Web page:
Of course it’s very complicated because it’s meant to be. It’s more complex than nuclear physics because there is no logic, let alone science underpinning the system. It is a triumph of spin and PR which is precisely how the bankers get away with feathering their own nests whilst  destroying the real economy.

In the past the threat of collapsing the payments system has been enough to panic a handful of reforming politicians back into their boltholes. That might have had some substance in the days of cheque clearing, cash and a branch bank on every street corner, but today we are looking at  little more than an alternative way to manage a National computer system. Once that is separated from the fantasy world of financial markets and the supply of endless credit to inflate speculative bubbles then the word economics will take on a new meaning.

So it’s not even worth trying to figure it out. Whether you are struggling on a minimum wage, retired with what you believe to be a safe and comfortable pension or and employer building a worthwhile business, just pause for a moment and ask yourself if this banking system is working in your interests.  If the answer is no then we need to fix this before it reduces us all to financial feudalism.

None of this is news, because it started with deregulation of the banks thirty years ago and came to a head with the financial collapse of 2008. That disaster has continued to suppress the real economy to this day. What is even more remarkable is that the SNP advocated sharing Sterling and saddling an independent Scotland with this same crippling burden.

Many factors contributed to the loss of the Independence Referendum, but none was more telling than the absence of a fresh financial strategy. The currency issue dominated the closing stages and this was by far the top reason given by No voters for their decision (Ashcroft Poll). 

So it is unthinkable to even contemplate a second referendum whilst this remains outstanding and the sooner we realise that financial independence is the primary advantage of independence then the sooner we turn defeat into victory.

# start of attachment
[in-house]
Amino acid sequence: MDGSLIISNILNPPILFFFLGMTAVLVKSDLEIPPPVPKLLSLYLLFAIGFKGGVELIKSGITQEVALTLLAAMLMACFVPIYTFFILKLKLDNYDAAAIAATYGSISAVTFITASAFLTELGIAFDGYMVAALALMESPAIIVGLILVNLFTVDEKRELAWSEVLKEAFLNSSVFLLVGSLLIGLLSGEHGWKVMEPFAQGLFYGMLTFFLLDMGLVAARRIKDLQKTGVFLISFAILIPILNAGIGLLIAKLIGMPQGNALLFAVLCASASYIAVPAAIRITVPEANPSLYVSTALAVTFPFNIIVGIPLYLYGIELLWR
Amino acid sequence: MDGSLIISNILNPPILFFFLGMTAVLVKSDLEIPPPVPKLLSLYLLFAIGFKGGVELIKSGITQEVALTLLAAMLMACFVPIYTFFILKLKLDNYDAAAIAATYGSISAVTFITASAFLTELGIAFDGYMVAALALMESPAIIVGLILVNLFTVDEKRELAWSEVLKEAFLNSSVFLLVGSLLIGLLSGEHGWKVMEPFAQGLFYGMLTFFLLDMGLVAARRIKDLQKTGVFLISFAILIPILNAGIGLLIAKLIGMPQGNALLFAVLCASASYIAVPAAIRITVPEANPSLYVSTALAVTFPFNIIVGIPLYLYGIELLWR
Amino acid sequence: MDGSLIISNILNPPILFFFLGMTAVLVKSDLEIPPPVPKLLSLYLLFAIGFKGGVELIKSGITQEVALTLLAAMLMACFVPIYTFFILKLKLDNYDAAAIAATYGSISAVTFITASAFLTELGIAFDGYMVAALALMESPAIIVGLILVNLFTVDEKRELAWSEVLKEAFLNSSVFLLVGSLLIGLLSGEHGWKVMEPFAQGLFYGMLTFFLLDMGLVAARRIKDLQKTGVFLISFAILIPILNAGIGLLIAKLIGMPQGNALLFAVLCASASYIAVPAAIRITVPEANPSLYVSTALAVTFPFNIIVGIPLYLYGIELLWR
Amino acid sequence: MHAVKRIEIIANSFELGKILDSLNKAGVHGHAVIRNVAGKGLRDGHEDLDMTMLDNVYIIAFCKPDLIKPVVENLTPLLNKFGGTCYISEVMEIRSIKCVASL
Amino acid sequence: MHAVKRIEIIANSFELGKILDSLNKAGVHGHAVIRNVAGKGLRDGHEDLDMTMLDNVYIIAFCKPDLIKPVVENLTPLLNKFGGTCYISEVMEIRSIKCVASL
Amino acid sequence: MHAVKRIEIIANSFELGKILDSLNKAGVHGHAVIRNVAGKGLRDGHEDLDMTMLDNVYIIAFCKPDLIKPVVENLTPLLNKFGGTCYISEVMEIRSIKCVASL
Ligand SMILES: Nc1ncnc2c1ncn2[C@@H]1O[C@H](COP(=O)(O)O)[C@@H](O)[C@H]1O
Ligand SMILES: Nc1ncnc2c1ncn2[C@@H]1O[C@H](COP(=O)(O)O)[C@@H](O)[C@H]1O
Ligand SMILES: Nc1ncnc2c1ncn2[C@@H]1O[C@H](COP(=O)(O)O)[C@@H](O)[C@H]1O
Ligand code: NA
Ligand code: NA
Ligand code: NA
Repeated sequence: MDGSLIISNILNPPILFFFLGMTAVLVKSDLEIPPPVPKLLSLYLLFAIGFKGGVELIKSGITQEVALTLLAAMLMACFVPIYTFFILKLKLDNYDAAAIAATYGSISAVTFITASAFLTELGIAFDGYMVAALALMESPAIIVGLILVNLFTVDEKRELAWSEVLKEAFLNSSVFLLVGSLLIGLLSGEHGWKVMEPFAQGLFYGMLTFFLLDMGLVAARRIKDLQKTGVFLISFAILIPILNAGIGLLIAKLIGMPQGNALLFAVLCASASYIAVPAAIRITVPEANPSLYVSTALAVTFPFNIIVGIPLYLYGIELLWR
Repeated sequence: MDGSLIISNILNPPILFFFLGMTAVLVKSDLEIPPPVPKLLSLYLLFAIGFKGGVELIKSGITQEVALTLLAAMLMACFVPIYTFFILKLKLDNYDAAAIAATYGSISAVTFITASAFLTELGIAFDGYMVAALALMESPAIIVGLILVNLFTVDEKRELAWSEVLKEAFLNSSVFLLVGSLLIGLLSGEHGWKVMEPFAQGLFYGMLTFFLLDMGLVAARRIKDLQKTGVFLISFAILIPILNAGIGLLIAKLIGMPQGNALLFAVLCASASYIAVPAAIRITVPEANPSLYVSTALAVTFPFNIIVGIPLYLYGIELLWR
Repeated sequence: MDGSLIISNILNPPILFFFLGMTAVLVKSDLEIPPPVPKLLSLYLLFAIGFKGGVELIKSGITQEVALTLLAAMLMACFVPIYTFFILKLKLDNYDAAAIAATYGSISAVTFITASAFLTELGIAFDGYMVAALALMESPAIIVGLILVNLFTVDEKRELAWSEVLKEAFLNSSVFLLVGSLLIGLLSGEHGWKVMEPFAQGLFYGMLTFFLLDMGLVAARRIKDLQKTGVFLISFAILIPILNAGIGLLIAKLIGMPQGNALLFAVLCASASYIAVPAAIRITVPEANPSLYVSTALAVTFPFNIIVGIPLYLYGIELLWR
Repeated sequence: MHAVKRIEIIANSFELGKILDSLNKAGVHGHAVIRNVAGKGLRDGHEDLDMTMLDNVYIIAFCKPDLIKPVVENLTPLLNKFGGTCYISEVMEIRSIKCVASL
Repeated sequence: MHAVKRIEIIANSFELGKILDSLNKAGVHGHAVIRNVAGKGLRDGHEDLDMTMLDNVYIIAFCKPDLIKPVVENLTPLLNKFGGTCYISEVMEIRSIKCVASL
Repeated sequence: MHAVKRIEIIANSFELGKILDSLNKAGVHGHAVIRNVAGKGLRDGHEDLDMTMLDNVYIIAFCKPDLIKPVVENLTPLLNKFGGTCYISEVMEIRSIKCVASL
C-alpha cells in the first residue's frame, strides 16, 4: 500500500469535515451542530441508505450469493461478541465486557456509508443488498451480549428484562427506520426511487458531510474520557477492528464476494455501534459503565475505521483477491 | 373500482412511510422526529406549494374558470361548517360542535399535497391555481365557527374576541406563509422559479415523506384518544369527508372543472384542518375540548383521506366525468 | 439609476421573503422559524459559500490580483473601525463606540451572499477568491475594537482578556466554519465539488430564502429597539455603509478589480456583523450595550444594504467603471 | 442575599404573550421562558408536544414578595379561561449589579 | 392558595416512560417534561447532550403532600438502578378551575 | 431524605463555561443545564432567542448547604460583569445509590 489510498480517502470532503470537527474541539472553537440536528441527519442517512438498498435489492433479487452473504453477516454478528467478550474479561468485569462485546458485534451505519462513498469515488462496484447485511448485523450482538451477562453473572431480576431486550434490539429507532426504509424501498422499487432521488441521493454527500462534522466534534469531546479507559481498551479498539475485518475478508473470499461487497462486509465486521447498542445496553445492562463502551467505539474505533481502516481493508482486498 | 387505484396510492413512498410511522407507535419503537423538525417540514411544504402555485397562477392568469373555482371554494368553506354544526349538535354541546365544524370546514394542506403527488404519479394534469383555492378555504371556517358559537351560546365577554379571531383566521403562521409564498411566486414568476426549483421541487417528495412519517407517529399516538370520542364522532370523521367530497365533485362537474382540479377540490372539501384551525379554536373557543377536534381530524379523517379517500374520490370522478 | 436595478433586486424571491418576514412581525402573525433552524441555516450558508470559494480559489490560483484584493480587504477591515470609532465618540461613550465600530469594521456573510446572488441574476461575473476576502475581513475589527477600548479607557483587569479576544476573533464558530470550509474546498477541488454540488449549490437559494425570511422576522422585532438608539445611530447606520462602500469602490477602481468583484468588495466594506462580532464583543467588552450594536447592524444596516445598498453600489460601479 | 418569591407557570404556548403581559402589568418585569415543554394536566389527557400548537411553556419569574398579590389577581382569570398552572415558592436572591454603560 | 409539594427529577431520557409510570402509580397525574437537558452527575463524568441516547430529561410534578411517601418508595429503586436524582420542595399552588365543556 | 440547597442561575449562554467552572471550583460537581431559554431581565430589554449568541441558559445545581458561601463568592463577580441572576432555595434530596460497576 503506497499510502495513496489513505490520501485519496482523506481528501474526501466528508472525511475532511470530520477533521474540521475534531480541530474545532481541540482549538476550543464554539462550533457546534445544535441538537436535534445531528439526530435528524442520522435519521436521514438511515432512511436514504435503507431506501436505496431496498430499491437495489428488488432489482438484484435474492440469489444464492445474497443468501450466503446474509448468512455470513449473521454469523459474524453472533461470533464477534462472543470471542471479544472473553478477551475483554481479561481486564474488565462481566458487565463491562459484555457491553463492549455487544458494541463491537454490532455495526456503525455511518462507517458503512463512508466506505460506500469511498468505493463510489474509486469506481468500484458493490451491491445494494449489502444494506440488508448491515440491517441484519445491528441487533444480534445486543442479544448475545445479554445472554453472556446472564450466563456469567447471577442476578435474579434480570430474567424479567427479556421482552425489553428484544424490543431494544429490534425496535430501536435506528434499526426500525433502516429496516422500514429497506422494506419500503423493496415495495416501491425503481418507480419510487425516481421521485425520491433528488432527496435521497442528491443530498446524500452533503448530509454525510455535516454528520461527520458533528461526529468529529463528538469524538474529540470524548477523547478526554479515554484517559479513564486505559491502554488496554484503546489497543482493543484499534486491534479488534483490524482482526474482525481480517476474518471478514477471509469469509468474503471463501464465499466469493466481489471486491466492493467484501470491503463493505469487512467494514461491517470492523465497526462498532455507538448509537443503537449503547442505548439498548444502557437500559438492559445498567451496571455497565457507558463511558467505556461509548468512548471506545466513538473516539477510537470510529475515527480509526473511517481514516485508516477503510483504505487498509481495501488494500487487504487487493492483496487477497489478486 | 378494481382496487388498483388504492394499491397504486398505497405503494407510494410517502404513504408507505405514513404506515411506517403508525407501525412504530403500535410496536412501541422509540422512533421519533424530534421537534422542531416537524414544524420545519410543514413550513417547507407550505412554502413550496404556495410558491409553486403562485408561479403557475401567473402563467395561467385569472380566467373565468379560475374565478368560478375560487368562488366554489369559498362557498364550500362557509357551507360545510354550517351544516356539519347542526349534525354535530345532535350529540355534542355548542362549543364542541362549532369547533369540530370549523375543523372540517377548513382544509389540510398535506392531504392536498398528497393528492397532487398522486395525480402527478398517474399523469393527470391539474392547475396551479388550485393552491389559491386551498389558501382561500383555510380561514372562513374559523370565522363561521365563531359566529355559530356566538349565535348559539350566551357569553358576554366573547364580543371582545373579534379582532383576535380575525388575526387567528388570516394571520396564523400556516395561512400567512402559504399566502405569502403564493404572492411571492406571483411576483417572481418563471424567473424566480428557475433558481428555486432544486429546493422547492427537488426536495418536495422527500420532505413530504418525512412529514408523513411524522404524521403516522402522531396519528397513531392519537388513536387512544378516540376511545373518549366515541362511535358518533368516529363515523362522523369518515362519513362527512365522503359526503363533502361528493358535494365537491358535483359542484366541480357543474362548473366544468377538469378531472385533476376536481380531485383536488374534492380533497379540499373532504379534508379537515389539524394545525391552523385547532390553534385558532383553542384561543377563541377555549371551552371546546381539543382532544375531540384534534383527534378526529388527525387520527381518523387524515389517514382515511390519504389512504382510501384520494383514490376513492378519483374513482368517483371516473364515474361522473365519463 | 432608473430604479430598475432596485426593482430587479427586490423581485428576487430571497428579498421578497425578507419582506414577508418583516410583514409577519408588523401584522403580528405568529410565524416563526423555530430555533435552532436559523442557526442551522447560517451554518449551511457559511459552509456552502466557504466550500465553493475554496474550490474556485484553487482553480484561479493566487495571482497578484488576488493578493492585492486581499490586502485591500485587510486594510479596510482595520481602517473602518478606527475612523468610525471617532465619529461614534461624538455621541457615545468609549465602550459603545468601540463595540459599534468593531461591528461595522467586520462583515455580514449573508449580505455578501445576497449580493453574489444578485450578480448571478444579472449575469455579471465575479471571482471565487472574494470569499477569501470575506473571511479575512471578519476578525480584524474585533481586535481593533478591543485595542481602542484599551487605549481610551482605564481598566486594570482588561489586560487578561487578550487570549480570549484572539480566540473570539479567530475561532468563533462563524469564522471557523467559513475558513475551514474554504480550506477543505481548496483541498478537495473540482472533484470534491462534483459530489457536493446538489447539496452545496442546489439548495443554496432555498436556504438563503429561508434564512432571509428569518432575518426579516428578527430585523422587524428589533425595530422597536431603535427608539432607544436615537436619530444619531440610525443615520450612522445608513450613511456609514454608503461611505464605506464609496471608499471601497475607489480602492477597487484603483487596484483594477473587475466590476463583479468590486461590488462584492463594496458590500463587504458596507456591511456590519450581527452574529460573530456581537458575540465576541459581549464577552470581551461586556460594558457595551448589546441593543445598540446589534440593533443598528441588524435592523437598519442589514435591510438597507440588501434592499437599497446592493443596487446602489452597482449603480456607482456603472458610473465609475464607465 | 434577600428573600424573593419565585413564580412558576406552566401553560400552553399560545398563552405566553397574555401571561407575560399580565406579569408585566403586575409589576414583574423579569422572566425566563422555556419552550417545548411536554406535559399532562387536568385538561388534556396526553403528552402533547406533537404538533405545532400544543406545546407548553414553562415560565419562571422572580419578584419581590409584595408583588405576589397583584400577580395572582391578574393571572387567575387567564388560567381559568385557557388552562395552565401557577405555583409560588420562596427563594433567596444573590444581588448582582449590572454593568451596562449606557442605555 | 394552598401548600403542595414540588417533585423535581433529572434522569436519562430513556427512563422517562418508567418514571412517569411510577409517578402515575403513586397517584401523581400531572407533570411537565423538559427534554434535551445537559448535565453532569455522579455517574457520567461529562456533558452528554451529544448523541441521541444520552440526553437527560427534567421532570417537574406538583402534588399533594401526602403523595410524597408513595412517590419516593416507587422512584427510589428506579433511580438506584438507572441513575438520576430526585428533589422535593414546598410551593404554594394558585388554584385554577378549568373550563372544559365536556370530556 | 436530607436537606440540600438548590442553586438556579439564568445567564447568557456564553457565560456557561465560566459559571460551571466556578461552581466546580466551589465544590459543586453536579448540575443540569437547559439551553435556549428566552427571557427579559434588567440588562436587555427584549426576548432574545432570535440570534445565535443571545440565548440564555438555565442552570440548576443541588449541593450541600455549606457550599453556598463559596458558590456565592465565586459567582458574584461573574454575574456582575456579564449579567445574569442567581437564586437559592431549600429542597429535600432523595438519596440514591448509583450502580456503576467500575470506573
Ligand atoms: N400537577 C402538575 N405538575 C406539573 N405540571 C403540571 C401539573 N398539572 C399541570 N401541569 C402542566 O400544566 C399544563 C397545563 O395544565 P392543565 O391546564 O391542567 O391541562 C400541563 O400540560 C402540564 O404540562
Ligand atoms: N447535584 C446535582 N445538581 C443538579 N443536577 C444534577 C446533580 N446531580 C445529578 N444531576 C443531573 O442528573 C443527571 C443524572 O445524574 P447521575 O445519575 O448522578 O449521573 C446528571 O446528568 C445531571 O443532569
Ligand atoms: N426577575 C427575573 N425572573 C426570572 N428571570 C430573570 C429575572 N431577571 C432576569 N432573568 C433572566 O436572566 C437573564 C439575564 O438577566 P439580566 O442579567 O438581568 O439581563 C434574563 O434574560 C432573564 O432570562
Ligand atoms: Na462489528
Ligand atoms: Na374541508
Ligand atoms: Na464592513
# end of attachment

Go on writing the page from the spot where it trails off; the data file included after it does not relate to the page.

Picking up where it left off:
Nor is this purely a matter for YES voters, it concerns all of us, young and old alike and getting it right this time would make all the difference to the outcome.

SNP politicians showed themselves as bemused as their Westminster counterparts when confronted with the currency issue. They wilted under the threats of doom peddled by the financial bogeymen from the City and the Bank of England. The battlefield was abandoned to bluster and confusion and what should have formed  the cutting edge of the campaign fizzled out into an embarrassing missed opportunity.

Even so, financial independence was being seriously contemplated outside the political bubble. A blueprint for a new banking system specifically tailored to the needs of an independent Scotland had been prepared and committed to print in the book ‘Moving On’. It was all there, and in great detail.

Unfortunately the politicians chose to listen to the bankers and economists who predictably recommended the existing arrangements. Surely it was the widespread discontent with these very ‘arrangements’ which sparked the demand for independence in the first place?

So the theory and practice of how a new Sovereign Money System would take over from the private banks already exists, framed in the context of a Scotland where the scandals and pain of the RBS debacle caused so much damage to Scotland’s reputation for financial prudence.

Since 2014 we have seen monetary reform being seriously evaluated at government level in smaller countries like Iceland, Finland and Switzerland which, as Sovereign States are free to restructure their monetary affairs in the interests of all their people rather than the one per cent.

The banner of The Campaign for a Scottish Currency is unequivocal,  ‘There can be no Independence without financial independence.’ If you share that sentiment then please visit the website and add your name to the contact list.

We need a truly monstrous petition to the Holyrood  government, one signed by everyone who has a bank account, demanding that banking reform becomes a keystone of the next referendum campaign.